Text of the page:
My life and times at Mmegi—Part 2

On duty: The author during his days at Mmegi
On duty: The author during his days at Mmegi

How does a mere Advertising Agent find himself inside the country’s most authoritative newsroom and managing the most influential digital media titles? In this second installment, THALEFANG CHARLES recounts the Editorial days of his life and times at Mmegi

Reporters can attest to this; you never forget your first byline in the newspaper. Even to this day, I still love seeing my byline in the newspaper. My first article in the newspaper was a travelogue. I had gruelled my body by walking about 120km in the three-day Y-Care Charitable Trust’s Makgadikgadi Pans Walk.

With blisters, and having experienced Makgadikagdi Pans for the first time, I had so much to tell. So, I wrote my first travelogue and sent it to Tshireletso Motlogelwa, who was then Mmegi’s features editor. Motlogelwa did not publish the article, but he gave me some good feedback about my writing. And coming from him, I was really encouraged.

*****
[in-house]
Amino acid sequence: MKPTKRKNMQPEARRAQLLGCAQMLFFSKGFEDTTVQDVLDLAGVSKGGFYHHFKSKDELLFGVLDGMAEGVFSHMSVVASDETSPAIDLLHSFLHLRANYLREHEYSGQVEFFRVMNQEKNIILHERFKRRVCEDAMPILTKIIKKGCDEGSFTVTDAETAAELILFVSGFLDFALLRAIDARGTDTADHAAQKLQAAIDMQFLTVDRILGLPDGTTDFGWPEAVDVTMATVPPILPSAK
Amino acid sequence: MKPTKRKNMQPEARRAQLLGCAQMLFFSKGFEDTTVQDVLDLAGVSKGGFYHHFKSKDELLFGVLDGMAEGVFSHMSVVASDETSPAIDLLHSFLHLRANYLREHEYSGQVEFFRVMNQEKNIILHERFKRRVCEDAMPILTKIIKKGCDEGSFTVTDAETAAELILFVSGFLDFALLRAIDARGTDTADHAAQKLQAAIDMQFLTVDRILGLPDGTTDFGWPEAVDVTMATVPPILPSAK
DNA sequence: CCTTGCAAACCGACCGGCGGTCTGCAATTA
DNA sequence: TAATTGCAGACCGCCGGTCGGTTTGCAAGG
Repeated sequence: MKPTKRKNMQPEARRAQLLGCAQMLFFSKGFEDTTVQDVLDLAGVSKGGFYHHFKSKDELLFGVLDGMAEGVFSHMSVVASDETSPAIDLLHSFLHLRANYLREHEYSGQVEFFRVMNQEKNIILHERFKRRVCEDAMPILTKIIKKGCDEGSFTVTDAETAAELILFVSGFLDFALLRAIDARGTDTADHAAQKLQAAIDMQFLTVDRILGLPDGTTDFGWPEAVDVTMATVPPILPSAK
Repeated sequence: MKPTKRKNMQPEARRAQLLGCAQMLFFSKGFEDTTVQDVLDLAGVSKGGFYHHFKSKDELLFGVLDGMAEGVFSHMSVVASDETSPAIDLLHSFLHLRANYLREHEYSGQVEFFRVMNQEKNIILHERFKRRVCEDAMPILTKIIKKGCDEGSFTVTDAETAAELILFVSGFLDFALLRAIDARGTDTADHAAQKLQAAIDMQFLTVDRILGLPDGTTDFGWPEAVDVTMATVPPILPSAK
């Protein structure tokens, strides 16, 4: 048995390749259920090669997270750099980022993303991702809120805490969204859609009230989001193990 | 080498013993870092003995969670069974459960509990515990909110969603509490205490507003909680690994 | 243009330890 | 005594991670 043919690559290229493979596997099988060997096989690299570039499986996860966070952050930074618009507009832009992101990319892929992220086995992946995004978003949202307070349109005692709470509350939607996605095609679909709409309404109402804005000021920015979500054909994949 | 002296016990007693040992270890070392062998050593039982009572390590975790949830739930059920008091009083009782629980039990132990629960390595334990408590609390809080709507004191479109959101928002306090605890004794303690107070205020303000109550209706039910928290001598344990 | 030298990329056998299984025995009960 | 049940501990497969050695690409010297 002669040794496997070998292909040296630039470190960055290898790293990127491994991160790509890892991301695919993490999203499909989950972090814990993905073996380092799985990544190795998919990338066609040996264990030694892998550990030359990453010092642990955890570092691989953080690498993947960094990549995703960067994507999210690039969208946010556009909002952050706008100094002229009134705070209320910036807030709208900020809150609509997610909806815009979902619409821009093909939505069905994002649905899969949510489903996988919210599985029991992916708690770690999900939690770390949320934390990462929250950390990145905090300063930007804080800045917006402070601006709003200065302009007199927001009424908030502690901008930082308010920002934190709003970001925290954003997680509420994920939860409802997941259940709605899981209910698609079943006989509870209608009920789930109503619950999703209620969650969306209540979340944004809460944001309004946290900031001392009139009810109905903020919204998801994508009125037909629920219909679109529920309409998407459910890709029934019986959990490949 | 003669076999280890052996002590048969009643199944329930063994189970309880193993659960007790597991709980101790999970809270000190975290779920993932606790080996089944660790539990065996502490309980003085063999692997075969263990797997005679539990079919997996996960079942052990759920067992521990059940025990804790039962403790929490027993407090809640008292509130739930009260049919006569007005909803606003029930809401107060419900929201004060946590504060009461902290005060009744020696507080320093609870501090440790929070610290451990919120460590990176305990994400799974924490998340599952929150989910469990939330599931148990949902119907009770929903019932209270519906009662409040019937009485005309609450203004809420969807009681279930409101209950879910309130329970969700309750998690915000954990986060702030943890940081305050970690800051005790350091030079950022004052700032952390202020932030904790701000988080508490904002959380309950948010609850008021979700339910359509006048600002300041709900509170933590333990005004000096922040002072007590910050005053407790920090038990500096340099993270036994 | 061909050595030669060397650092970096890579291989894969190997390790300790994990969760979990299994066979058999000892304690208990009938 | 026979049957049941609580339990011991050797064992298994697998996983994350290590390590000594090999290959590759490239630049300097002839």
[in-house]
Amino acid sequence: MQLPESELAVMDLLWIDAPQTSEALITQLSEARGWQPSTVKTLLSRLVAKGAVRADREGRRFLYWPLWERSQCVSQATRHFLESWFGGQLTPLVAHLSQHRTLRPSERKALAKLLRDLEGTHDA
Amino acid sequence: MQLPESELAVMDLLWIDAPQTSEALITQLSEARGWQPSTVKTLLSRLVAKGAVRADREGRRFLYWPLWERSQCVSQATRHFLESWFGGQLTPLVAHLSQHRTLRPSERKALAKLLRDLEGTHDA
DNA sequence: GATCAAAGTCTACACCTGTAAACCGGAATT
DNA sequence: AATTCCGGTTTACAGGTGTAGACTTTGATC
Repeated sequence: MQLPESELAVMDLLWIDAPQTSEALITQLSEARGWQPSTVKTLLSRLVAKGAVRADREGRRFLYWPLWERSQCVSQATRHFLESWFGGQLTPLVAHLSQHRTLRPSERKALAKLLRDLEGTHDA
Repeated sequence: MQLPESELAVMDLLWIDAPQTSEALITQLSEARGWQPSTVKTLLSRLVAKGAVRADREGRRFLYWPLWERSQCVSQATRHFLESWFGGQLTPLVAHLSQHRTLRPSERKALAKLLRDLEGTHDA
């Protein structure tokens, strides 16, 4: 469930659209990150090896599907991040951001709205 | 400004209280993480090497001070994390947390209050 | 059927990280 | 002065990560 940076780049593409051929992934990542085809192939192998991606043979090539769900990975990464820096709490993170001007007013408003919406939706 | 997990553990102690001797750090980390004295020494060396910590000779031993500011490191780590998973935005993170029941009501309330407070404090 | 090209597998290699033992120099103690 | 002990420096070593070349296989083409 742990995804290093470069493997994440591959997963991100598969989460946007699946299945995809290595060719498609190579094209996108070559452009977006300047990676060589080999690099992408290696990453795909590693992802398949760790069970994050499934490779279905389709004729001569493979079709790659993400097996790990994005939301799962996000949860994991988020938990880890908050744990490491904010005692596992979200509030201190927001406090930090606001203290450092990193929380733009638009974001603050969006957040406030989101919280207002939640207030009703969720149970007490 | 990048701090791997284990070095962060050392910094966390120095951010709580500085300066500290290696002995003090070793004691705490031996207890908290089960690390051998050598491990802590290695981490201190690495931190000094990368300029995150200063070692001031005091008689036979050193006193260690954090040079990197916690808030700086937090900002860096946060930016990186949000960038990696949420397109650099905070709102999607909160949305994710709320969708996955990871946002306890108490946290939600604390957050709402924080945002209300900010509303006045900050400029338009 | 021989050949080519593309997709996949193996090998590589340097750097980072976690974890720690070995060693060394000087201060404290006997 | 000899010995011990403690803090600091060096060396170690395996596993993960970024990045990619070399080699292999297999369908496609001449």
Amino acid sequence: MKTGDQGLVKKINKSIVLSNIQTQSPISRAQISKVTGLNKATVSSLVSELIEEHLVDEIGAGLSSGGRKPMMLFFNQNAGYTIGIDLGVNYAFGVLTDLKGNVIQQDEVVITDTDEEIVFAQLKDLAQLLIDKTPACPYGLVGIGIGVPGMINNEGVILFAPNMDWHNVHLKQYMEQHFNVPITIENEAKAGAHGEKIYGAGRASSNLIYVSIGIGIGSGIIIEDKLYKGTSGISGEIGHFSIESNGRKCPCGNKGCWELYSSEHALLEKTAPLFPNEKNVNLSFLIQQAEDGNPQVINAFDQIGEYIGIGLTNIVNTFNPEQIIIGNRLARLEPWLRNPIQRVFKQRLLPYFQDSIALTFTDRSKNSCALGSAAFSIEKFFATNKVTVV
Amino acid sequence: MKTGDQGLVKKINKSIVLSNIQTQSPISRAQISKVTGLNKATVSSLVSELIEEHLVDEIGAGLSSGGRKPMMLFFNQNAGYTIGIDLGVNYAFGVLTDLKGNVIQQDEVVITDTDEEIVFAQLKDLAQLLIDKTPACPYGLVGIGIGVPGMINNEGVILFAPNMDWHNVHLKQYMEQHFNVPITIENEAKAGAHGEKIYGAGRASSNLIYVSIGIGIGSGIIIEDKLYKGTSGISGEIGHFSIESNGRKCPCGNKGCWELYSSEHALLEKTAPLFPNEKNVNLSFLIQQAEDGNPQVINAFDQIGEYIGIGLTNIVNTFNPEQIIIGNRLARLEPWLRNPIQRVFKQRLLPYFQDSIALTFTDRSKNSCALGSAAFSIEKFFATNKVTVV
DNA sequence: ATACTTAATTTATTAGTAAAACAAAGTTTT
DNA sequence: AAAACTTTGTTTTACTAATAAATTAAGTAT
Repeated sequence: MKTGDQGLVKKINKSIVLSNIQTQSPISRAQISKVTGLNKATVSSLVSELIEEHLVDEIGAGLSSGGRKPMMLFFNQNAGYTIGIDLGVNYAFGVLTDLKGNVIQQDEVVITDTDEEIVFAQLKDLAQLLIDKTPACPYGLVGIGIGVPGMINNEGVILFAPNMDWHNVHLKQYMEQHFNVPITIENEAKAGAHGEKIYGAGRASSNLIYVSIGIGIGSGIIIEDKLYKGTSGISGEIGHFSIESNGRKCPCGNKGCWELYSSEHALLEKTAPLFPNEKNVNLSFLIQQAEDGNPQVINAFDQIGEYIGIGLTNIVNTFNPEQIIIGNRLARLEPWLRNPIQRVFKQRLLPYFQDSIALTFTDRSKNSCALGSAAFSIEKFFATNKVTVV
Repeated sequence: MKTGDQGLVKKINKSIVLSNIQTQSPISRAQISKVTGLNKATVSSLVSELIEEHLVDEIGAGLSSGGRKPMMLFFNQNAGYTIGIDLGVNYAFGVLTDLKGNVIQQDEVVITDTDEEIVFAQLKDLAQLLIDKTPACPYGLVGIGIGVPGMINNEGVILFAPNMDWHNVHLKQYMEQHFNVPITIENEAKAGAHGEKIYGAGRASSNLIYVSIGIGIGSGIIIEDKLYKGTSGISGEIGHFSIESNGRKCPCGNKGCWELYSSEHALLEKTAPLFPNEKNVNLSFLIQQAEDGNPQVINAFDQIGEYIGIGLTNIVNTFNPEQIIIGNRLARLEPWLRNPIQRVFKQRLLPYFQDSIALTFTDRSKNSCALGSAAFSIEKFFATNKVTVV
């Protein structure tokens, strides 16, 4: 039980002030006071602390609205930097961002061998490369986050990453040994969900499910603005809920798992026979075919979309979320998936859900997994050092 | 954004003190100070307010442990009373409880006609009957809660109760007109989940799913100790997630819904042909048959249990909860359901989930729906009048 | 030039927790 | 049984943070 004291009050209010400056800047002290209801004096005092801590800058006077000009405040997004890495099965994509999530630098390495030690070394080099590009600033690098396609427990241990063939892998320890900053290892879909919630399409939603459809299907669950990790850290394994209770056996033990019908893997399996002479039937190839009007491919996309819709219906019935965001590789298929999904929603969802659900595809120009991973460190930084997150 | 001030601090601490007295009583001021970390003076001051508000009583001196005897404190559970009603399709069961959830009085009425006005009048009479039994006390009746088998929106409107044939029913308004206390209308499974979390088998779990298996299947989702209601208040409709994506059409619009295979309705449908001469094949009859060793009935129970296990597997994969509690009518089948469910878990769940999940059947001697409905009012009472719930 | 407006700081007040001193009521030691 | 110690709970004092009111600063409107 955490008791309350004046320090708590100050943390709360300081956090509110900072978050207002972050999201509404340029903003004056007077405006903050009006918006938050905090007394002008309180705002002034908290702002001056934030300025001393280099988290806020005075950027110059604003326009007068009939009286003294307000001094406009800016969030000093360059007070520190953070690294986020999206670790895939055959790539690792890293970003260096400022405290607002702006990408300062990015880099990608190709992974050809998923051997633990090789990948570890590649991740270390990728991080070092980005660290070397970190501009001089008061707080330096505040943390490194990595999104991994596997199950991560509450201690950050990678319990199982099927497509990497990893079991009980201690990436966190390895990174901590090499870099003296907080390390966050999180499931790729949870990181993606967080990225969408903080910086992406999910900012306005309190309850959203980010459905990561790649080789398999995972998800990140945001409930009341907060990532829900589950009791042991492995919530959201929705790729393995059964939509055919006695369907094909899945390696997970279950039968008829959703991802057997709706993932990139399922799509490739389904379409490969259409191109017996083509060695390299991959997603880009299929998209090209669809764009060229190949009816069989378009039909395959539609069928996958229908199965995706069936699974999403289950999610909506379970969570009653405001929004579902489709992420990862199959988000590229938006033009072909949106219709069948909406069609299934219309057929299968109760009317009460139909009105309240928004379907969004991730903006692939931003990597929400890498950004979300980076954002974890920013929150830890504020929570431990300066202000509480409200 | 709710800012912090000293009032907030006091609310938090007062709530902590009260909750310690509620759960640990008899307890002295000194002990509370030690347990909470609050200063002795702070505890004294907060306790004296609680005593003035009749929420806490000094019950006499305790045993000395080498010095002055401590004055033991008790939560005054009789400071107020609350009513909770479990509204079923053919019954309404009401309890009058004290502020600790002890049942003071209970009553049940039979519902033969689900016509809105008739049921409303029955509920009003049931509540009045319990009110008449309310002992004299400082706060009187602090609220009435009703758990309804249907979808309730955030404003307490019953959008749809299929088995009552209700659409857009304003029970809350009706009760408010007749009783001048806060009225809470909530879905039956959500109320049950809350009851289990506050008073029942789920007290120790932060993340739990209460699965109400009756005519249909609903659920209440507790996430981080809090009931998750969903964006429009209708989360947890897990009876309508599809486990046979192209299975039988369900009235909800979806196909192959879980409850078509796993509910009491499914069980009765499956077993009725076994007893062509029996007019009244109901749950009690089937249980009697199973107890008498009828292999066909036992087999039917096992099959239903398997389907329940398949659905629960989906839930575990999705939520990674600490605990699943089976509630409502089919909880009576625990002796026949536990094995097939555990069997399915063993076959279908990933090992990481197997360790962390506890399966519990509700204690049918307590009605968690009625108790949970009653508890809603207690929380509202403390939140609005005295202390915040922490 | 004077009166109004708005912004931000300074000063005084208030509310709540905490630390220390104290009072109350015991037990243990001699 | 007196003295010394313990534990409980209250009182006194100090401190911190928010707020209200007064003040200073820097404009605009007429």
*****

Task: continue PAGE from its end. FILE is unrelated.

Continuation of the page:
The article then surprisingly appeared in The Monitor which was then edited by Kagiso Sekokonyane. I was still an Advertising agent under the Commercial Department and the publication of my first article reignited the childhood dream of being a writer. The deferred dream that was nurtured by Serowe Library, during the days when I quit playing house in protest of being made a rooster instead of the coveted father role, was becoming a reality. But it would take a few more years for me to join the Mmegi Editorial team.


Before the digital media revolution, Mmegi Managing Director Titus Mbuya appointed me to the company’s new post of New Media Coordinator. I was responsible for drawing Mmegi’s digital strategy with a vision to make it engaging and profitable. And this included social media, at the time when some people thought Facebook was just a dating site. I proposed that the New Media department should be housed within Editorial. And that is how I left the Commercial department, which was my initial entry into the company.

The first person I hired was a web-developer called Lekang Morapelo. Morapelo is a brilliant programmer who was able to build innovative tools for our digital department. It was a new thing for a media company to hire an inhouse web-developer. The way I saw it was that technology was moving so fast that to keep up, a dedicated programmer must form part of the core Digital team. Morapelo was able to build everything I proposed, new website, web-based content management system, website widgets, and she also secured the website.

Mmegi Blogs was my favourite innovation after Mmegi Travel. I hired thought leaders who included Lawrence Ookeditse, Uyapo Ndadi, Keletso Thobega, Oteng Chilume and Kealeboga Dihutso for a weekly commentary on topical issues. I enjoyed their opinions and wished they continued to write for us.